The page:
- Sneaker W. Drug Discovery. West Sussex, England: John Wiley and Sons Ltd; 2005:111.
- Pros and Cons of Controversial Issues. 16 Legal Medical Marijuana States and DC. Available at: http://medicalmarijuana.procon.org/view.resource. php?resourceID=000881. Accessed October 28, 2011.
- Hoffman DE, Weber E. Medical marijuana and the law. N Engl J Med. 2010;362:1453–1457.
- Health Canada. About Medical Marihuana. Available at: www.hc-sc.gc.ca/dhp-mps/marihuana/about-apropos/index-eng.php. Accessed October 28, 2011.
- Robson P. Therapeutic aspects of cannabis and cannabinoids. Br J Psych. 2001;178:107–15.
- Walsh D, Nelson K, Mahmoud FA. Established and potential therapeutic applications of cannabinoids in oncology. Support Care Cancer. 2002;11:137–143.
- Wilner LS, Arnold RM. Cannabinoids in the treatment of symptoms in cancer and AIDS, 2nd edition #93. J Palliat Med. 2011;14:509–510.
- Leung L. Cannabis and its derivatives: review of medical use. J Am Board Fam Med. 2011;131:577–580.
- Iversen L. The Science of Marijuana. New York: Oxford University Press; 2000:4–183.
- Mattes R, Shaw L, Engelman K. Effects of cannabinoids (marijuana) on taste intensity and hedonic ratings and salivary flow of adults. Chem Senses. 1994;19:125–140.
- MedlinePlus. Marijuana. Available at: www.nlm.nih.gov/medlineplus/ency/article/001945.htm. Accessed October 28, 2011.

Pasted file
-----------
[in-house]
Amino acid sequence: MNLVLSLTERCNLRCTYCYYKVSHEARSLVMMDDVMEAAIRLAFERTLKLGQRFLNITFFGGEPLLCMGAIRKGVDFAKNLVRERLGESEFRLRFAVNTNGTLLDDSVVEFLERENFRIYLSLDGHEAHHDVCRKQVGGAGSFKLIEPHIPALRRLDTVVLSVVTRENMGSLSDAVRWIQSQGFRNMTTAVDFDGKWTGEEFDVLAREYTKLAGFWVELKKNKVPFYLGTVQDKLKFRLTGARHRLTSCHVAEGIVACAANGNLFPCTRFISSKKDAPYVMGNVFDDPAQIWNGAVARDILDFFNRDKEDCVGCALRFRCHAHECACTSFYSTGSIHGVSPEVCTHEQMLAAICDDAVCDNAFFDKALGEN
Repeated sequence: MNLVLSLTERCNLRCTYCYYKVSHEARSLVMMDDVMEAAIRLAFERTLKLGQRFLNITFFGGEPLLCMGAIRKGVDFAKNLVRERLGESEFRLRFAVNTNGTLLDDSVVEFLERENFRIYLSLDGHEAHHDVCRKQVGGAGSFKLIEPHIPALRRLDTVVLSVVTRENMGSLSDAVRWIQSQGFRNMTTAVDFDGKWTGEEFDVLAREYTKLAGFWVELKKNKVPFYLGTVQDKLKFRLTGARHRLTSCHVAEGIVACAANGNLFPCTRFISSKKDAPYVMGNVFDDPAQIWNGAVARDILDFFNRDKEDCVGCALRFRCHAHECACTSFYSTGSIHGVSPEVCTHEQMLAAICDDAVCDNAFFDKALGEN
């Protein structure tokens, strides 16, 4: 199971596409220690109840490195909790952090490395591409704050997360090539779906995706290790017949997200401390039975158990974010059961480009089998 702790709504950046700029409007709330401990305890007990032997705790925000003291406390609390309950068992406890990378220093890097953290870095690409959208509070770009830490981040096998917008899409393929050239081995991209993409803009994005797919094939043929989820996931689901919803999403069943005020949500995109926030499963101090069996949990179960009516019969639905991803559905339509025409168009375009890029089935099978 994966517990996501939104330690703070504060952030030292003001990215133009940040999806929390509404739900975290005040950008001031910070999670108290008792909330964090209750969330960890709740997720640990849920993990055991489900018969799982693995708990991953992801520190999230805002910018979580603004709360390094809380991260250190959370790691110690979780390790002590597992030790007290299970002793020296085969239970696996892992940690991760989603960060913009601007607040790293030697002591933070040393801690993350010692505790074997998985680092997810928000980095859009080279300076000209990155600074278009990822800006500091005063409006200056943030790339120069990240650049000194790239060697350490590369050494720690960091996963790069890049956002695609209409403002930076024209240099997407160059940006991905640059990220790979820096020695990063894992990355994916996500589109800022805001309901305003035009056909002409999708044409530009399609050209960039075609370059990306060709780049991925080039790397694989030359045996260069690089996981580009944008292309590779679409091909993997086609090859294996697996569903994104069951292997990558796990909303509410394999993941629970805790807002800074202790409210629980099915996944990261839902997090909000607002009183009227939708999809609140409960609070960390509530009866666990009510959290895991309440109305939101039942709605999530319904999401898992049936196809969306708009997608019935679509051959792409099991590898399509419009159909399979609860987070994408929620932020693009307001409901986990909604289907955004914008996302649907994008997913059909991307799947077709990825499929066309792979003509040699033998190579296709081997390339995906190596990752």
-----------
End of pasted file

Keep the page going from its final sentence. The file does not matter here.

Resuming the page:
- Gupta A, Epstein JB, Sroussi H. Hyposalivation in elderly patients. J Can Dent Assoc. 2006; 72:841-846.
- Friedman PK, Isfeld D. Dimensions of Dental Hygiene. 2011;9:50–53.
- Burt BA. The use of sorbitol- and xylitol sweetened chewing gum in caries control. J Am Dent Assoc. 2006;137:190–196.
- Diaz-Arnold AM, Marek CA. The impact of saliva on patient care: a literature review. J Prosthet Dent. 2002;88:337–343.
- Daniels TE. Evaluation, differential diagnosis, and treatment of xerostomia. J Rheumatol Suppl. 2000;61:6–10.
- Guggenheimer J, Moore PA. Xerostomia: etiology, recognition and Treatment. J Am Dent Assoc. 2003;134:61–69
- Substance Abuse and Mental Health Services Administration Public Health Service U.S. Department of Health and Human Services. Summary of the 2009 National Survey on Drug Use and Health. J Pain Palliat Care Pharmacother. 2010;24:434–438.
From Dimensions of Dental Hygiene. November 2011; 9(11): 65-67.